Friday, April 3, 2015

Canadian Taxes A to Z (2015): E is for Employment Income

Today, E for for Employment Income. Five letters down, 21 to go!

For most Canadians, the concept of what is, and is not, employment income may be the most fundamental tax concept of all. 

When I was an employed lawyer I couldn't deduct much against my employment income, because my employer was supposed to be paying for all my expenses. Once I became self-employed, I could claim all sorts of deductions like home office use or computer purchase. Even if you only earn a small amount of self-employment income, you can usually apply any losses you incur in self-employment against employment earnings to reduce you overall net income. 

The tax position of those earning employment income versus those who are self-employed, and the necessity of keeping detailed records of income and expenses,  is dramatically different. Employees are permitted to deduct very few expenses related to their employment (things like instruments for musicians or mileage if not-reimbursed by employer), whereas the self-employed are permitted to deduct almost all expenses of their business. Many perceive this to be unfair, but like a lot of things under the Income Tax Act the best that can be said is that's just the way it is. You need to be in a position of knowledge strength to take full advantage of all the deductions available to you, be you employee or self-employed.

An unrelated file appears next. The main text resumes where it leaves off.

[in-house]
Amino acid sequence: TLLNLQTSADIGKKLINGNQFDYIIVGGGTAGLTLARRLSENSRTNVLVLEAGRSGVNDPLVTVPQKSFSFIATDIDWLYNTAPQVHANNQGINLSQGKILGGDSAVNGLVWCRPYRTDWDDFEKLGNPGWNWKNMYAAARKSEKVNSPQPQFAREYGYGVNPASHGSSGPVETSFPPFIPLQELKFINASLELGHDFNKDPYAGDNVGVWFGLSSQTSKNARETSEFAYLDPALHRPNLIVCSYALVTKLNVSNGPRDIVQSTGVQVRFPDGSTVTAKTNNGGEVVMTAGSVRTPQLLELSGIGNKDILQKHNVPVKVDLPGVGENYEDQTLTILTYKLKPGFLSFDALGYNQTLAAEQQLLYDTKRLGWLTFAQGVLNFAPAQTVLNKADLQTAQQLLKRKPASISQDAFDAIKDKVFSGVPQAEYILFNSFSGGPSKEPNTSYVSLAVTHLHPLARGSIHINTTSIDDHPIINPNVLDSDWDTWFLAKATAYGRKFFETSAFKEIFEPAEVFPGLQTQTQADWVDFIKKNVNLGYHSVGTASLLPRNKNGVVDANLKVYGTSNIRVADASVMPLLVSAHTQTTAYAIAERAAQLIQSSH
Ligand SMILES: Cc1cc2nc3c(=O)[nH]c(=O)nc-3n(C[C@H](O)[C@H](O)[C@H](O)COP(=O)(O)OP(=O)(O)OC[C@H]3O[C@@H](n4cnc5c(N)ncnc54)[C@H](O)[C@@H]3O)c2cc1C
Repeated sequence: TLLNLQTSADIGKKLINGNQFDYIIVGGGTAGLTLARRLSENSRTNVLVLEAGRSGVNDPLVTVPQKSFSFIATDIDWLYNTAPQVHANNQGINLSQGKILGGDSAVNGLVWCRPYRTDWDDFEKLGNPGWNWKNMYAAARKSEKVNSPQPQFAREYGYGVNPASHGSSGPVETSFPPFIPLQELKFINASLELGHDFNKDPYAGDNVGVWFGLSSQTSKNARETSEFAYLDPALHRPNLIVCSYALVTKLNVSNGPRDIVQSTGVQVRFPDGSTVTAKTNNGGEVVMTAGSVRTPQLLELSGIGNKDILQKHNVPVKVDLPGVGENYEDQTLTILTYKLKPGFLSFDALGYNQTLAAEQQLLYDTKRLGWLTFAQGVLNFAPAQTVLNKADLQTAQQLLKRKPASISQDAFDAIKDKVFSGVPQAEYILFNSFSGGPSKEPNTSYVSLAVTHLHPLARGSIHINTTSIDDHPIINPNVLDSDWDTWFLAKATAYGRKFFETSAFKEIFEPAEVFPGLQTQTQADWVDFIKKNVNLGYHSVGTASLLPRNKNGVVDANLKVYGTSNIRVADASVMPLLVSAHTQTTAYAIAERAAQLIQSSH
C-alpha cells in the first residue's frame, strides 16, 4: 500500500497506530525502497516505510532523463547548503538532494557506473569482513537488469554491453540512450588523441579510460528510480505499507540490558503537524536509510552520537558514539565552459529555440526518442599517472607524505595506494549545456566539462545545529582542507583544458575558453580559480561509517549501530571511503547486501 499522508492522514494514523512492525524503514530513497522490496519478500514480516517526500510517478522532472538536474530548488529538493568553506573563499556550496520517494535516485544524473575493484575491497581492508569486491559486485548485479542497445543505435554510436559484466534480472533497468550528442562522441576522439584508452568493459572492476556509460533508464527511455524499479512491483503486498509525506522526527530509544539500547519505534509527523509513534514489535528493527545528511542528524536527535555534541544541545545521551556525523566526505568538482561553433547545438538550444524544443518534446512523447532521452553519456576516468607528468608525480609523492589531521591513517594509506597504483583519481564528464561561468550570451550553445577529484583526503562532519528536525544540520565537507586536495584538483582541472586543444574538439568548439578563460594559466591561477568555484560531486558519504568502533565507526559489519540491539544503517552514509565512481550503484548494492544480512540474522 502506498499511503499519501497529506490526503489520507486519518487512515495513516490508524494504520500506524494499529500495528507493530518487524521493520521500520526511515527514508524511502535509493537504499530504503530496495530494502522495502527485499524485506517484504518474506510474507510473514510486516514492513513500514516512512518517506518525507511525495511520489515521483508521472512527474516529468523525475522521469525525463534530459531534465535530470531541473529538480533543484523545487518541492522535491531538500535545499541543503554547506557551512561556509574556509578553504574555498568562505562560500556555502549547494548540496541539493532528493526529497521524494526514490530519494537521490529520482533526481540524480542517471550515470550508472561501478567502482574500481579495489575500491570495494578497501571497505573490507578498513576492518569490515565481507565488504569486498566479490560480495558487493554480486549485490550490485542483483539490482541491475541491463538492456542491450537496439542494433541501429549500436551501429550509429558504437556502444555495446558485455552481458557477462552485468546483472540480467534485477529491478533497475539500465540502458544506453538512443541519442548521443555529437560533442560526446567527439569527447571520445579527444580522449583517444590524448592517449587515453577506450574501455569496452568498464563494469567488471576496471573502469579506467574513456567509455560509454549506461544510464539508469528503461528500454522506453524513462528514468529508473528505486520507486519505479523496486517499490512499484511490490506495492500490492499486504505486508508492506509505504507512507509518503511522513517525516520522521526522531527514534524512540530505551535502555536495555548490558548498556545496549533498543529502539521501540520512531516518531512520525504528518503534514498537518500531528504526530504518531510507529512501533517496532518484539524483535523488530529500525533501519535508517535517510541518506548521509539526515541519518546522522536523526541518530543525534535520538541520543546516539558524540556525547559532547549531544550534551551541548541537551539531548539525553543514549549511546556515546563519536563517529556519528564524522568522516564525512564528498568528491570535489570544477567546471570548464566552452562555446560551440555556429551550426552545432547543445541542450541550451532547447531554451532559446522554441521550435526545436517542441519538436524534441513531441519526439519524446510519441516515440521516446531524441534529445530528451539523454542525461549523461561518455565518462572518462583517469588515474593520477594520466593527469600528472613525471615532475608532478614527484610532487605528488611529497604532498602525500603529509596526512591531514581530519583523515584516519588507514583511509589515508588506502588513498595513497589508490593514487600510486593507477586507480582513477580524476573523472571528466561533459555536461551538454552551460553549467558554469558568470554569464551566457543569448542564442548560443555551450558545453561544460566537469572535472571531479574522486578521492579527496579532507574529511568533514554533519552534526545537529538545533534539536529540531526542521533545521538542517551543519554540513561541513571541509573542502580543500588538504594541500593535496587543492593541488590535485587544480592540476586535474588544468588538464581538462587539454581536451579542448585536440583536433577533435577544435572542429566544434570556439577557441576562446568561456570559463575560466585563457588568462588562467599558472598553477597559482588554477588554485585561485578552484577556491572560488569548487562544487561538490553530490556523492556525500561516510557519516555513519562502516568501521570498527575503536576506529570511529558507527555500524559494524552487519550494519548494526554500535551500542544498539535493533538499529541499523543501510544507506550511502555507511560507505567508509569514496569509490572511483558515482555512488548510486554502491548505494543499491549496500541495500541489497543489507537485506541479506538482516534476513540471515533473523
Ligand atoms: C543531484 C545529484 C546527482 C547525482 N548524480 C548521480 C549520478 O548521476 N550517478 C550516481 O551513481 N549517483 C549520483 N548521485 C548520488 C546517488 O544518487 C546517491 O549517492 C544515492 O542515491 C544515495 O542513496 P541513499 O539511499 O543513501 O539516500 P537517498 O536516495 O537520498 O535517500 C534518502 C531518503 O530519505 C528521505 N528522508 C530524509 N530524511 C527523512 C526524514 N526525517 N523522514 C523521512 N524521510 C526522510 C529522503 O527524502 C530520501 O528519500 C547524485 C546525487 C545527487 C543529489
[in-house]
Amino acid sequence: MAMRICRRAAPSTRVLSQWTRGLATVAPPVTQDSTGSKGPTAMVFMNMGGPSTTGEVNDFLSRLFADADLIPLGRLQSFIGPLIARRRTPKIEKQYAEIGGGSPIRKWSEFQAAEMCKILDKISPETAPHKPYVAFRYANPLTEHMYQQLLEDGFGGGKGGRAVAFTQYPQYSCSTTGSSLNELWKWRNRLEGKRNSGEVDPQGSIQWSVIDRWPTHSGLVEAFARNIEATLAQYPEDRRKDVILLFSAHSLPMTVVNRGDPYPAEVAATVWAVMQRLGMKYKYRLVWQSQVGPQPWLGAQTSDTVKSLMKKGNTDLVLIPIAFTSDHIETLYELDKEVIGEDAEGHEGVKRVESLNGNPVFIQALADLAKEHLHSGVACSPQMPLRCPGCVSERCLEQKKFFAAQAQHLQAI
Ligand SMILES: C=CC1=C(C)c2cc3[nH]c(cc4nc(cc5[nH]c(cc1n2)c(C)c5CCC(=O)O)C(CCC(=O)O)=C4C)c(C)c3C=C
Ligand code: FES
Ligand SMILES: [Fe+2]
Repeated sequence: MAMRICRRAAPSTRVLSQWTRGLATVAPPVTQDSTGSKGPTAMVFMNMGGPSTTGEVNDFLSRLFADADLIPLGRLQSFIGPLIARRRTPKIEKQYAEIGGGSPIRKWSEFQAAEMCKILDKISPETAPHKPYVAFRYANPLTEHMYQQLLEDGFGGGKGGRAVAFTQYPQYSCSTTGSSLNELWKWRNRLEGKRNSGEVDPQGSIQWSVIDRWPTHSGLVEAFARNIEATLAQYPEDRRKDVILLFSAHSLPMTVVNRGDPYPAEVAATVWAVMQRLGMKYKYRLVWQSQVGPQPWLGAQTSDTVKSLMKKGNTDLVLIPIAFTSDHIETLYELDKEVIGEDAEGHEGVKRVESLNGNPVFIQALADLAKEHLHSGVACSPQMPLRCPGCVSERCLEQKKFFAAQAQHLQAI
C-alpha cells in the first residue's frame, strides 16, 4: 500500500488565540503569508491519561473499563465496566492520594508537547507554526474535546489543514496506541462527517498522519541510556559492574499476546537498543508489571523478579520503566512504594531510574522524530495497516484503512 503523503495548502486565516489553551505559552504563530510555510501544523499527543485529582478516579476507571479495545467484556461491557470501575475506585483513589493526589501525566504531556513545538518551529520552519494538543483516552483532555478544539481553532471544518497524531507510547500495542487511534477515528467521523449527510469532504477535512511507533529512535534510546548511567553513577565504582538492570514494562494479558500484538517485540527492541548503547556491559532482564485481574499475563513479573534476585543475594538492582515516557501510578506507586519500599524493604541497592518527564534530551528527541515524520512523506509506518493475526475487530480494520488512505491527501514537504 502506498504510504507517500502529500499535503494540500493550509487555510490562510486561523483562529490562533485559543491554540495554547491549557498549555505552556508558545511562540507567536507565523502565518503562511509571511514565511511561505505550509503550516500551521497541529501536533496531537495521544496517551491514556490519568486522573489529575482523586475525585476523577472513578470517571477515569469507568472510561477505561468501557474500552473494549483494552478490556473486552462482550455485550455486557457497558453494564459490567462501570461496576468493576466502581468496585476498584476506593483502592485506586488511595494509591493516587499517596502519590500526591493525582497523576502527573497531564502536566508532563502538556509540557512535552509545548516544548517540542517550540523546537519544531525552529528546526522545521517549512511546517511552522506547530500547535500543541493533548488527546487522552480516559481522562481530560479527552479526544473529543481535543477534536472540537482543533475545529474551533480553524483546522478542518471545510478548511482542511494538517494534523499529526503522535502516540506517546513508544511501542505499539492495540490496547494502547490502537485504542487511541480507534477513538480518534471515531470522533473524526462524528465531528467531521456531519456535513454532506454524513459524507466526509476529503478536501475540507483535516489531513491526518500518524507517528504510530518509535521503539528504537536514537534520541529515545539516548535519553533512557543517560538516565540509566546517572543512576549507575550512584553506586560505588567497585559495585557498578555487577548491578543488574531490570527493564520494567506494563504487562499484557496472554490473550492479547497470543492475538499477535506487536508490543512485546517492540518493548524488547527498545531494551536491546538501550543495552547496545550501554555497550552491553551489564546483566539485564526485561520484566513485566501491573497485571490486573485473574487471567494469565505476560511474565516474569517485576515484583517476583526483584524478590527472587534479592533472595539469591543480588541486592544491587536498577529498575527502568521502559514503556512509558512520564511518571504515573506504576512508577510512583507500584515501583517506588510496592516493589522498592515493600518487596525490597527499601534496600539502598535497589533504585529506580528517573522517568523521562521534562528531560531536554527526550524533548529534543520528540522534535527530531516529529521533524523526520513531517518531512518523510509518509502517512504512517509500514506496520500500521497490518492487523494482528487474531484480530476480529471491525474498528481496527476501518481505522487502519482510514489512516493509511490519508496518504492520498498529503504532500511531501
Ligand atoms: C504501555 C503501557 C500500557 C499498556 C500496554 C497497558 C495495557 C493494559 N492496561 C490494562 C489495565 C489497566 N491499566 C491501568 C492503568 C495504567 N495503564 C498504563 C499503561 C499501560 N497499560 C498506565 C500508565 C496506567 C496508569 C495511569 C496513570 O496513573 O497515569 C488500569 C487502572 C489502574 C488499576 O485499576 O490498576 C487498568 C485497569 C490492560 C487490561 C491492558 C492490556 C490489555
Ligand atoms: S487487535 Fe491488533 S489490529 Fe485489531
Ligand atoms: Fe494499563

Most employees don't need an accountant to do their taxes for them (though it's never a bad idea), whereas most of the self-employed definitely need an accountant. Look for an accounting firm with a designation. Accountants in Canada are increasingly switching to a common CPA designation (from CA/CMA/CGA). Non-designated people might still do a good job on your taxes, but you'll need to be more selective as they might not carry insurance or be subject to professional regulation. 

Everyone, employee or self-employed, can benefit from good tax preparation software. For years now I've been using, which I love. It's cheap, they offer great support (I've emailed them esoteric questions 24 hours before tax deadline and receives an answer within the hour), and Mac and iPad versions are available (in addition to Windows). 

Read More on How a Tax Lawyer Could Help You

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